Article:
Lessons from Paper Recycling
In the 1960s and 1970s, more than 85 per cent of generated paper and paperboard waste in the US ended up in landfills (see Figure 4). In fact, landfilling was the most popular form of waste disposal in the country after World War II. However, when disposable packaging and plastics became mainstream, landfills started to overflow and run out of space. That, combined with the growing environmental movement, saw the first real changes in the industry. By the early 1970s, the first kerbside recycling bin for paper, “The Tree Saver” was used, and by the late 1980s, the first statewide universal mandatory recycling law was enacted. Lawmakers went even further in the early 1990s, passing the first-ever statewide ban on landfilling of recyclable materials and by 1995, this included tires, aluminium containers, corrugated paper, foam polystyrene, plastic containers, and newspapers, as well as yard waste.
Regulations and legislation did certainly push innovation, however, funding and financial support for these initiatives was crucial. In the mid-1970s, for example, Massachusetts secured the first-ever EPA recycling grant to implement a weekly multi-material curbside collection program in two cities and use the first-ever residential recycling truck (Northeast Recycling Council, 2019). Without this financial support that proved such a system would be possible, and without further advancements in recycling technologies, we may still have to sort and transport recyclable materials to central recycling hubs ourselves.
Opportunities for Textile Recycling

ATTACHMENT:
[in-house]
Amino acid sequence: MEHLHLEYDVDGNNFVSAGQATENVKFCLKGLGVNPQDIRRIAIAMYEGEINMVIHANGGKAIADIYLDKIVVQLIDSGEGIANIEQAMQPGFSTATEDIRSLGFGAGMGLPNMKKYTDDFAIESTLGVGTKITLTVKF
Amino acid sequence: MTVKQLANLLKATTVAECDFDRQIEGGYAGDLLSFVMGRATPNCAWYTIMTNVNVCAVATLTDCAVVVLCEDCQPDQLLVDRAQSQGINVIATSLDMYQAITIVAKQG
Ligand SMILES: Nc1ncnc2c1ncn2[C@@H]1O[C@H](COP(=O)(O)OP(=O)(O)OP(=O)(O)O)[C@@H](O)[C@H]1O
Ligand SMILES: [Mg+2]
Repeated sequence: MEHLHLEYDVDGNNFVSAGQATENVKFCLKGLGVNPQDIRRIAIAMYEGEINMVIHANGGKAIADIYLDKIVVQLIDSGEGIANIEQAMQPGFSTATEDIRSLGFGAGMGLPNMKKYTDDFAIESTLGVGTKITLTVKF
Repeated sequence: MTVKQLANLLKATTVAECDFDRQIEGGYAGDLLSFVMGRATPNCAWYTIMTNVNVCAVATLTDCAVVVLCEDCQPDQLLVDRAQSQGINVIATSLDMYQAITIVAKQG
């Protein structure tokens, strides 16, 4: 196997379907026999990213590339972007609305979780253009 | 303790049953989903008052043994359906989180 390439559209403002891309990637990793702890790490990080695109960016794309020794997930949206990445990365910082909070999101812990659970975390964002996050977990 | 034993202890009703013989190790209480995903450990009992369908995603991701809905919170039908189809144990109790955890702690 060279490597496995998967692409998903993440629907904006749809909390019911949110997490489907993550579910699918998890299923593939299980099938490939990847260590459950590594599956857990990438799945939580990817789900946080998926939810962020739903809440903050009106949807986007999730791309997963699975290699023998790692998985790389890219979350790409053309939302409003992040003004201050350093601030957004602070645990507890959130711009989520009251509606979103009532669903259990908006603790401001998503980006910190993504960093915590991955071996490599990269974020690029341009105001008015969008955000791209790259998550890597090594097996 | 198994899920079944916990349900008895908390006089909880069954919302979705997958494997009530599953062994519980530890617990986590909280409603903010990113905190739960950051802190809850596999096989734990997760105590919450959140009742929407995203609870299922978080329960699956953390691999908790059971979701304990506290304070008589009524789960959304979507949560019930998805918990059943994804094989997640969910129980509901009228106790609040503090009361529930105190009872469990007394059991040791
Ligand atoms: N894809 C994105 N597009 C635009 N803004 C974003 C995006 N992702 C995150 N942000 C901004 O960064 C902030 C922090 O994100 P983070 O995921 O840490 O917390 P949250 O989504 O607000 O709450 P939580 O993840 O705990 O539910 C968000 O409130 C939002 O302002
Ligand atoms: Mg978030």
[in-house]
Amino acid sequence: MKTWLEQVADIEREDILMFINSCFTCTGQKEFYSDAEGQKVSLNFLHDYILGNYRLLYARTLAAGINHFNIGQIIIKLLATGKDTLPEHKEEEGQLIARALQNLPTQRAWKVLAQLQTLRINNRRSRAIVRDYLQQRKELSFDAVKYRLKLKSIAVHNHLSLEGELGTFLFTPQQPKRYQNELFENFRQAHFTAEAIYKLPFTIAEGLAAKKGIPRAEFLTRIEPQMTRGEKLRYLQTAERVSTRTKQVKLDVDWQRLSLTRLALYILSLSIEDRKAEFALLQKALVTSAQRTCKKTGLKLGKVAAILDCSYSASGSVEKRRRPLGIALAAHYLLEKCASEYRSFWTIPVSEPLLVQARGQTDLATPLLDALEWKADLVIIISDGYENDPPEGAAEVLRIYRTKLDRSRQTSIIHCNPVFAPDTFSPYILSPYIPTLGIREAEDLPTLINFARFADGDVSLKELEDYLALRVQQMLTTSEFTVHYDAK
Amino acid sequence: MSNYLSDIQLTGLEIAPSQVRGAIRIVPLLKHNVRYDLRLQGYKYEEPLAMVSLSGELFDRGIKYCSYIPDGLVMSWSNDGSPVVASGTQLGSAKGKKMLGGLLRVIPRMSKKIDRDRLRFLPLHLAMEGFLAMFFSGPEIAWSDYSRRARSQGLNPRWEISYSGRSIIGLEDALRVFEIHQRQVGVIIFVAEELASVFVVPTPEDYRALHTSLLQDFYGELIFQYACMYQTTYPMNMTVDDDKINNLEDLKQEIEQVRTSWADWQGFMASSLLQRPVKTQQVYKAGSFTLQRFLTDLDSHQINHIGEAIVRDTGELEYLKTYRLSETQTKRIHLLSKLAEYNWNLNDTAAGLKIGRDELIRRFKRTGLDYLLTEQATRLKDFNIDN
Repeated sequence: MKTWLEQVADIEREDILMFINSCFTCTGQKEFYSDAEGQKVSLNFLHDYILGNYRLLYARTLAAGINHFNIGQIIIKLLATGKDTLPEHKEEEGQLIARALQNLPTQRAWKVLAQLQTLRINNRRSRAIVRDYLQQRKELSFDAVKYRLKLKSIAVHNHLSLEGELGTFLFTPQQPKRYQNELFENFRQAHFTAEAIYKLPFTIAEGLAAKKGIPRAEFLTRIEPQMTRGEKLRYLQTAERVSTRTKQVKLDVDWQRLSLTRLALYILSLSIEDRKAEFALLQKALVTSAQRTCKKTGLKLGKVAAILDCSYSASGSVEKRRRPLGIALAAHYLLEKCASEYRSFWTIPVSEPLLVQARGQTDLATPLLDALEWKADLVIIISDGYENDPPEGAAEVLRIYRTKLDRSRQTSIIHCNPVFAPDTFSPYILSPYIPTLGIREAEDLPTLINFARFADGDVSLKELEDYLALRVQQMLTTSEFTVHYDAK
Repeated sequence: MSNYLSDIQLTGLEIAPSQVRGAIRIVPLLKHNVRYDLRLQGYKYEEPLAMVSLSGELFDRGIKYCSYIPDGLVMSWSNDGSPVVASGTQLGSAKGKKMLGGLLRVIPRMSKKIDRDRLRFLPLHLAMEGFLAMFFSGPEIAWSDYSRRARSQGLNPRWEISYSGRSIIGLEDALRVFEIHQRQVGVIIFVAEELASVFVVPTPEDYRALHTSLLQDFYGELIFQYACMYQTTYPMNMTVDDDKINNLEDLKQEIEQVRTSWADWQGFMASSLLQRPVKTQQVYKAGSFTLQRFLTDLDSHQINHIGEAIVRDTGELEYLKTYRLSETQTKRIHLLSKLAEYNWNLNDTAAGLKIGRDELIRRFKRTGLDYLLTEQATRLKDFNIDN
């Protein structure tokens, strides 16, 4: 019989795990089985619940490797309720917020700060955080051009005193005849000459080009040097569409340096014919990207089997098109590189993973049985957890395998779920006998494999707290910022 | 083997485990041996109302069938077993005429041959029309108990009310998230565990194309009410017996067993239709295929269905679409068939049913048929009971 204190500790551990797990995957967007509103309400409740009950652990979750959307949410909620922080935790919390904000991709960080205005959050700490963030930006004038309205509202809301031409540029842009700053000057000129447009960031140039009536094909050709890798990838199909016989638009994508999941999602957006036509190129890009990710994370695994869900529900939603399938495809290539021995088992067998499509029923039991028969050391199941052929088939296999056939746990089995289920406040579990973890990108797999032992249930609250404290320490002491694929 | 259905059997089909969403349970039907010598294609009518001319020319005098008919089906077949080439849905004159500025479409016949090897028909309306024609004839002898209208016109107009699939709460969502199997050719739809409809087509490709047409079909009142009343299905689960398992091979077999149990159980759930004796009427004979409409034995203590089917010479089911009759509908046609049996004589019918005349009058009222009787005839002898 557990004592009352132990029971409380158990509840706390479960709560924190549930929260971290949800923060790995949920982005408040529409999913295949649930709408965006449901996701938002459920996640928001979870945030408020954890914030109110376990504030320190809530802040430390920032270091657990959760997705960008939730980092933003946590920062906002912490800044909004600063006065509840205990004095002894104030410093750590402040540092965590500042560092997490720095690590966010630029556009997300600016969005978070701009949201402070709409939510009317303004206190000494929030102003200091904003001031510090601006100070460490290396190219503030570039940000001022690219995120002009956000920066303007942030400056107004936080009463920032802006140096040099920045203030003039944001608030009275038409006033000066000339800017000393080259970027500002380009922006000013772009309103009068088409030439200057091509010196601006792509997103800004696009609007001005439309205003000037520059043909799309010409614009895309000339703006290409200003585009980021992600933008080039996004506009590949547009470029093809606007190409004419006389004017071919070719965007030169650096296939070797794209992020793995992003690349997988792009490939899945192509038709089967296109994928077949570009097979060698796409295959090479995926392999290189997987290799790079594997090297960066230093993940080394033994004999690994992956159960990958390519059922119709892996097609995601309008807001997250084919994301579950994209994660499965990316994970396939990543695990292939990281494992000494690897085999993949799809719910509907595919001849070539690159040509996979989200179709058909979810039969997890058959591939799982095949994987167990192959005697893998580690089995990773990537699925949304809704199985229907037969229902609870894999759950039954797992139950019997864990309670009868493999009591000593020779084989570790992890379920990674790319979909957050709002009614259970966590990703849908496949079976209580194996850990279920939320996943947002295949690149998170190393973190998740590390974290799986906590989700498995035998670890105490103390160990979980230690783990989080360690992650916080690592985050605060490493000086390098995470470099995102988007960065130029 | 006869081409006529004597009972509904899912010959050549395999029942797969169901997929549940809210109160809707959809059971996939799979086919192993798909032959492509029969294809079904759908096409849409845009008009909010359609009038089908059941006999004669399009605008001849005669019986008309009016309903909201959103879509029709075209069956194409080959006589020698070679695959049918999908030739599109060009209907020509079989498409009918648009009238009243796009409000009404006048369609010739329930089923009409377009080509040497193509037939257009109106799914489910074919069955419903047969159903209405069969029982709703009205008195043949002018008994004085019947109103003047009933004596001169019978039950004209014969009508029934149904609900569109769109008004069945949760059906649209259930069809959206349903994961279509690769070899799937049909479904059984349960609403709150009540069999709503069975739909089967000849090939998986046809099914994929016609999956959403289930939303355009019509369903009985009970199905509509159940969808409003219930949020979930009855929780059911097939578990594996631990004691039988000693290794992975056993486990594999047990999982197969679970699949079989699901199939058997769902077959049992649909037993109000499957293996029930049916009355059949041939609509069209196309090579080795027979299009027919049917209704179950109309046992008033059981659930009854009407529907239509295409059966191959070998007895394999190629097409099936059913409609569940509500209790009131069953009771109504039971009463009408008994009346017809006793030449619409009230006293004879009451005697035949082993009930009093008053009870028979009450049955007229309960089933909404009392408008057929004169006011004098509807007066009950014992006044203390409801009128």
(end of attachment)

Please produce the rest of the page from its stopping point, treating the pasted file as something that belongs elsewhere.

There is a strong case to be made for the US to step up and establish itself as a front runner in the new circular economy for textiles. While there are already some regulations and legislations being passed to address this topic, such as California’s new Responsible Textile Recovery Act of 2023 that will require an extended producer responsibility (EPR) program for recycling textiles in the state as well as New York’s proposal for an EPR system, country-wise infrastructure for handling textile waste still seems to be missing. At present, the small fraction of textile waste that is being recycled in the US is performed mechanically via cutting, tearing, and shredding, which shortens the textile fibre length (an essential property needed for strong, high-quality spun yarns) with each recycling loop. While mechanical recycling of textile waste back into new textiles is commercially available, virgin fibres always need to be blended with recycled fibres to produce strong yarns. That being said, innovation is taking place—“soft” mechanical textile recycling, for example, can preserve much of the textile fibre length and achieve length reductions of only 10 to 15 per cent.